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Neighborhood Watchfulness: Jennifer Connelly and Ben Kingsley square off somewhere along the California coast.

Property Values

Jennifer Connelly and Ben Kingsley fight over a coastal 'House of Sand and Fog'

By Richard von Busack

REAL ESTATE is a subject frequently more compelling than sex. The surreal California housing market is a natural background for horror and suspense, and yet it hasn't provided any material for the movies since Pacific Heights. Bad luck: House of Sand and Fog is just as unbelievable as that infamous Matthew Modine/Michael Keaton bowser. The film requires such epic suspense of disbelief that only the best acting could redeem it.

Jennifer Connelly plays Kathy, a Northern California coastal resident with a booze problem. Her sea-green eyes are wide and uncomprehending, as if the ocean's got inside her skull. Her opponent is Massoud (Ben Kingsley), a lean, physically fit bastard of an ex-Iranian air force colonel. His most prized possession is a photo of himself at a banquet, seated only three chairs away from the shah. Massoud tells his wife he has an executive job, but he actually works for Caltrans, digging ditches. (That's a stretch, at Kingsley's age.) He's saved up his pennies to buy Kathy's house, which she let slip through her hands because of a tax lien. He plans to rehab it fast and sell it.

In her newly homeless frustration, Kathy picks up Lester (the unmemorable Ron Eldard), an unstable married cop. After Lester and Kathy become lovers, Lester decides to lean on the colonel, mistakenly believing the ramrod-spined officer to be an easily frightened immigrant. Lester's inept job of threatening the man alerts internal affairs; meanwhile, he has second thoughts about leaving his wife and kids. Violence is the upshot.

First-time director Vadim Perelman apparently softened Andre Dubus III's bestselling novel, an Oprah selection. House of Sand and Fog might have worked as noir, but the chain of circumstances here beggars drama. Every single detail of the California real estate market is wrong, and Perelman keeps the funk out of this Robert Stone-style story and forces the sentiment in. He clogs the film with postcard shots of the fog coursing over the coastal mountains. One image he keeps repeating is of a mysterious telephone pole shrouded in mist. After the third time, you expect it to start narrating: "Yes, it is I, the fog-shrouded telephone pole. I see all, but say nothing."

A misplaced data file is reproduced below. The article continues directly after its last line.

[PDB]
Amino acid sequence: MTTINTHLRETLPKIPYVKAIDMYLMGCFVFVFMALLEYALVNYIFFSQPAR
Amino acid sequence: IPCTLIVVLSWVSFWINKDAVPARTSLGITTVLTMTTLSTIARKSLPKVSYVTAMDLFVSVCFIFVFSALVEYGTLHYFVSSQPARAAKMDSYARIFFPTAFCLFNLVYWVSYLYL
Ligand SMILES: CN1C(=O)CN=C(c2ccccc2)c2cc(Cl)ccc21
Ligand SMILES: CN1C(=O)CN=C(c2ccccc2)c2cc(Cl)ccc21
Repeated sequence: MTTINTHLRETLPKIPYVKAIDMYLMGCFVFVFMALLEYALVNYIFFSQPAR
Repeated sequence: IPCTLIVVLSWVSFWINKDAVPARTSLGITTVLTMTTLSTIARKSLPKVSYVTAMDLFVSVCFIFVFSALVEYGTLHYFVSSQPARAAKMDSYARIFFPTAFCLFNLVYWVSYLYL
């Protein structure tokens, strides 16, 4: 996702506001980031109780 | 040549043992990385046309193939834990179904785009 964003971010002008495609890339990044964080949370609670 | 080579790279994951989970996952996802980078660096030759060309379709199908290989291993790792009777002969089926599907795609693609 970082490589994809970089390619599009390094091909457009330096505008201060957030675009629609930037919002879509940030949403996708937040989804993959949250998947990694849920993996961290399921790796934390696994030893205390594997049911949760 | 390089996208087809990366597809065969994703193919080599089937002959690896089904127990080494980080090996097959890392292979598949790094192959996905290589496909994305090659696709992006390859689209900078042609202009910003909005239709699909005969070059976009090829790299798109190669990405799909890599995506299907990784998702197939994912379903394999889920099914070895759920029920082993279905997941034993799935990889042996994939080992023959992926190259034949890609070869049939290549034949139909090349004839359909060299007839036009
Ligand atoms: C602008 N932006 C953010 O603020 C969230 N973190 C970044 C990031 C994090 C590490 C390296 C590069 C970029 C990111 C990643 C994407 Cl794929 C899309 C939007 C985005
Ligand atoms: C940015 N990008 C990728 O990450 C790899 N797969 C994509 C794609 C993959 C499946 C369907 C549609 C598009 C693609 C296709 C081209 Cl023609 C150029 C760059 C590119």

Perelman lets Kingsley carry on in a bloody hospital sequence that makes the Sean Penn's money scene in Mystic River look like the work of a Scandinavian underactor. Just as irritating is an earlier scene in which Massoud informs his son that Americans are, in essence, candy-fed children. The corn-pone lecturing is the last straw. That is, if there weren't an even further straw: Massoud's wife, Nadi (Shohreh Aghdashloo), suddenly turning on the peasant hospitality for the unbalanced Kathy, calling her a "bird with a broken wing" and explaining that in the old country, strangers were thought to be possibly angels. House of Sand and Fog is a long mishap. First it worships the iron will of the immigrants, then it concludes that immigrants are basically honest naives too simple for our complex, decadent, self-destructive American natures.


House of Sand and Fog (R; 126 min.), directed by Vadim Perelman, written by Perelman and Shawn Lawrence Otto, based on the novel by Andre Dubus III, photographed by Roger Deakins and starring Jennifer Connelly and Ben Kingsley, opens Dec. 26 at selected theaters.


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Web extra to the December 25-31, 2003 issue of Metro, Silicon Valley's Weekly Newspaper.

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